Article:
Reviewer: Celia Musikanth

Tom Stoppard (who is considered by many to be one of Britain’s greatest living playwrights) wrote, among many other plays, the celebrated “Rosencrantz and Guildenstern Are Dead.”

“The Real Inspector Hound” is set in a theatre where the set is a theatre with a play about to be performed therefore it is “a play within a play”. Two reviewers make their entrance and sit upstage on theatre chairs to watch the performance which takes place on the stage with the performers facing the audience. This leads me to beg the question – where was the audience? There was a handful of people attending this show – a comedy – which needs reaction – what happened? A Saturday night, a 6.30pm performance,. – I was so sad to see this.

Back to the play………This is a short one-act play which follows two theatre critics named Moon and Birdboot who are watching a ludicrous setup of a country house murder mystery in the style of a whodunit. The critics watched the play, with their personal desires and obsessions being interwoven into their bombastic and pompous reviews. I enjoyed the critics’ performances, each one an antithesis of the other. Daniel Enticott as Birdboot was convincing and his timing was spot on. Stephan Fourie (who had me fooled in the foyer by asking me if I was also reviewing the play) played a camp reviewer with a real concern that he was a “substitute” reviewer – this resonated well with me because so was I! The contrast in their performances, when they became enveloped into the actual play, was good.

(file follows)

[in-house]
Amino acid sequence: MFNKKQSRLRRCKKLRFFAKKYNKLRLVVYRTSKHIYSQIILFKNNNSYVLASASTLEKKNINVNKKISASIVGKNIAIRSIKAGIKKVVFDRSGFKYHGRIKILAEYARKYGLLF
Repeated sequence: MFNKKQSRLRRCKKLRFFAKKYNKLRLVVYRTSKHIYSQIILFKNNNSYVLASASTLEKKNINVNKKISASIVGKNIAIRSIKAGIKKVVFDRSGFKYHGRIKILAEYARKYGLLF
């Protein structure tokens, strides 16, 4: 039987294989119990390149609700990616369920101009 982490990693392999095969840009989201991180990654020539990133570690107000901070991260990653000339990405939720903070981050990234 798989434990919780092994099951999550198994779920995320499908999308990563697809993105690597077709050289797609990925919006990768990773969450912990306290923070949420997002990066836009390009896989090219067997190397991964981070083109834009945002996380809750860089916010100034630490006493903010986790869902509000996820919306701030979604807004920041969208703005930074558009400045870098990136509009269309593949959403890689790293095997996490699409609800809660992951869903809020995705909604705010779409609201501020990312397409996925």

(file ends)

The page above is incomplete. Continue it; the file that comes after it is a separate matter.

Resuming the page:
The script is intelligent and I loved the writing – especially the fact that Stoppard has written that Mrs Drudge, the gloomy housekeeper (played by Barbara Basel) introduces the scenes with character descriptions when the telephone rings. The sound effects which often came after the event (deliberately), were hilarious. Personally I would have liked to have more atmospheric effects (although the scary baying of a hound worked well).

Raine Waring, Kirsty Williams, Thom von Zahn all played their over-the-top characters with enjoyment and Gary Green as the “real” Inspector Hound was excellent – I am sorry that his part was so short. Graham Ellis with his ridiculous (deliberate?) beard was convincing in his performance of Major Muldoon (who had a penchant for wanting to oil his gun). A quibble – why have an interval for such a short show?

Go along to the Masque for one of the final four performances – enjoy the witty script, and then go out for dinner – you will have time.

The Real Inspector Hound

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